The group made a trip to Washington, D.C., with local business leaders.
By Andrew Casas
The San Antonio College Men Empowerment Network has a new lounge for members in the Student Learning Assistance center in Room 707M in Moody Learning Center.
The program aims to increase engagement, enrollment, retention and graduation rates for African-Americans males and Latino males, according to a flyer to recruit members.
The lounge includes computer stations, couches, a screen and projector and an office space for two staff members.
Academic Coordinator Geraldo Guerra, who serves as an adviser for SACMEN, said in an interview Nov.19 that this college started the Men Empowerment Network five years ago.
The network was established in collaboration with the University of Texas at Austin, which funded the program with a $5,000 grant.
The founders were Dr. Victor B. Saenz, professor at UT-Austin, and Dr. Luis Ponjuan, professor at Texas A&M University, who came up with Austin’s Project MALES.
“As they built this program, they started challenging the state of Texas, universities and community colleges to work around this common thread that we see in higher education with the disappearance of minority males in college,” Guerra said.
Guerra said statistically Latino and African-American males are at the bottom of education in retention rates, productive grade rates and graduation rates, he said.
Although the program is geared toward the perspective of minority males, any student is allowed to join. Guerra said women are welcome.
Of the 28 current members, 21 are male and seven are female.
The study lounge was built mainly to encourage academic success, he said. Students come in and do their work there because the majority of the time they don’t get work done at home, he said.
“A lot of times students have big families along with responsibilities around the house or have people visiting and they don’t have the space or concentration to study,” Guerra said. “We try to keep them here so they can focus on their homework and class assignments.”
SACMEN has five pillars the program stands by — brotherhood, identity, leadership, health and wellness, and college and career readiness. Guerra said everything they do in the program ties to one of those pillars.
“Brotherhood is big because you are thinking of a fraternity feel but without all the nonsense that you hear on the news,” he said. “It’s that feeling that you have a place to go to.”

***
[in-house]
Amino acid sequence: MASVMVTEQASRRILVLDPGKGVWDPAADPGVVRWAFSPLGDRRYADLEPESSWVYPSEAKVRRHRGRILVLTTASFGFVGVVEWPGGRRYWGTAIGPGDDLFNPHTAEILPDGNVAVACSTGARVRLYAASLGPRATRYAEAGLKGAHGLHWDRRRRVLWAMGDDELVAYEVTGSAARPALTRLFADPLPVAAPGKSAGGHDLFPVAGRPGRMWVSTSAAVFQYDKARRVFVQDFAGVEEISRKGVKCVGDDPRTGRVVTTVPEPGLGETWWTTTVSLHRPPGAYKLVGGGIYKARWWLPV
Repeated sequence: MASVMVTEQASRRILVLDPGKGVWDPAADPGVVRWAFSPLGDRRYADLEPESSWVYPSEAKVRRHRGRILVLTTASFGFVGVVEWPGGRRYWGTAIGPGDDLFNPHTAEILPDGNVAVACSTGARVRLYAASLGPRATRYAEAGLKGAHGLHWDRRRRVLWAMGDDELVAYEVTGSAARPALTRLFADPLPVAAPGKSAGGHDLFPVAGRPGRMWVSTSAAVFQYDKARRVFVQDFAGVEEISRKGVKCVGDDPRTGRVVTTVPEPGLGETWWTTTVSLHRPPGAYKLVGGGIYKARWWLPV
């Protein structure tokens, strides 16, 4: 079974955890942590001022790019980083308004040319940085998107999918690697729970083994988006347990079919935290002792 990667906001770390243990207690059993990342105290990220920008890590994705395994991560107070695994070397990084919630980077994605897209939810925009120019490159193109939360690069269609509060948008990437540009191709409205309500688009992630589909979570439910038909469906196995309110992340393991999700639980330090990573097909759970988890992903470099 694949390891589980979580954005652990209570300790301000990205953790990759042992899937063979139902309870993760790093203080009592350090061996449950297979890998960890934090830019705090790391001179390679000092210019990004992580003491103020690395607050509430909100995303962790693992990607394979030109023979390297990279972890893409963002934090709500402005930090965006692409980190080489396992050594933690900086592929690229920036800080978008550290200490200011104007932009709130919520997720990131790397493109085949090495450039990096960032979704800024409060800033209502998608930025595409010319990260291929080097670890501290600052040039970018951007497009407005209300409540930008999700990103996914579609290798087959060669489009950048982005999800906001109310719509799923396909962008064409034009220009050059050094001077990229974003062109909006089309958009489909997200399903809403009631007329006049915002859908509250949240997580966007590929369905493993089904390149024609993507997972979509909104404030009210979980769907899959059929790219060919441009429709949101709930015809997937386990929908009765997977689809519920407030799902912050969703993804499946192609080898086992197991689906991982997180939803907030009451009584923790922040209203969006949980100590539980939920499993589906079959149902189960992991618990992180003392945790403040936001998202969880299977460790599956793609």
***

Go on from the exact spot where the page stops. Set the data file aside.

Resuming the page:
Guerra said to be a part of the program, students must fill out a student participation contract, which overlays guidelines and rules.
Students must maintain a 2.5 GPA, attend study hall in the SACMEN lounge for at least four hours each week and be assigned a peer mentor.
Students are also required to turn in a weekly progress report to their peer mentor, which shows how students plan to attack their assignments in their classes. Students must meet with peer mentors weekly.
Guerra said students cannot bring guests into the lounge, and students must volunteer in a least two college events each semester.
In past semesters, Guerra said students who participated fully in the program have gotten a lot out of the program.
Students get the chance to travel. They went on a trip to Washington, D.C., last year with the San Antonio Chamber of Commerce.
According to sachamber.org, the Chamber of Commerce is an advocate for all members in the business community in building and propelling business success impacting San Antonio’s infrastructure, economic development and workforce.
“Last year we had six students travel to Washington, D.C., under our SA to D.C. trip, and every year the Chamber of Commerce sends out business leaders in different variety of sectors here in San Antonio to meet with congressional leaders in the federal government,” Guerra said.
“Back in February was the first time the Chamber of Commerce invited college students, and SAC was the only school and has been the only school that has participated in this endeavor.”
Guerra said the students who were picked were students in their final semesters and graduating because the trip broadened their experiences before they enter their careers.
The students were matched with representatives of industries associated with their major or interest.
Students spent a day shadowing business and community leaders. Students were able to meet the speaker of the house, the minority leader of the house and some senators.
“This is great opportunity for them to see the other aspects of the business,” Guerra said. “For students it could potentially be something they want to do in their careers, and for them they could better the community of the city of San Antonio.”
Guerra plans to build relationships with middle and high schools to have a peer mentoring program with members of SACMEN.
“Once these students enroll here at SAC, they can already have a place to go and turn to, so they won’t feel overwhelmed in their first year in college,” he said.
Guerra said he’s seen improvement in students’ grades with some students GPAs being 3.5 or higher.
“Before we had some students’ GPAs in the low 2.0s, but once they joined SACMEN, they turned it around.”
Guerra said this year SACMEN is more rigorous in academics then years past.
In 2018 SACMEN was recognized for excellence by the Texas Education Consortium for Male Students of Color.
SACMEN received an outstanding program award at the fifth annual Texas Male Student Leadership Summit at UT-Austin.
For more information regarding SACMEN, call Guerra at 210-486-0164 or email firstname.lastname@example.org.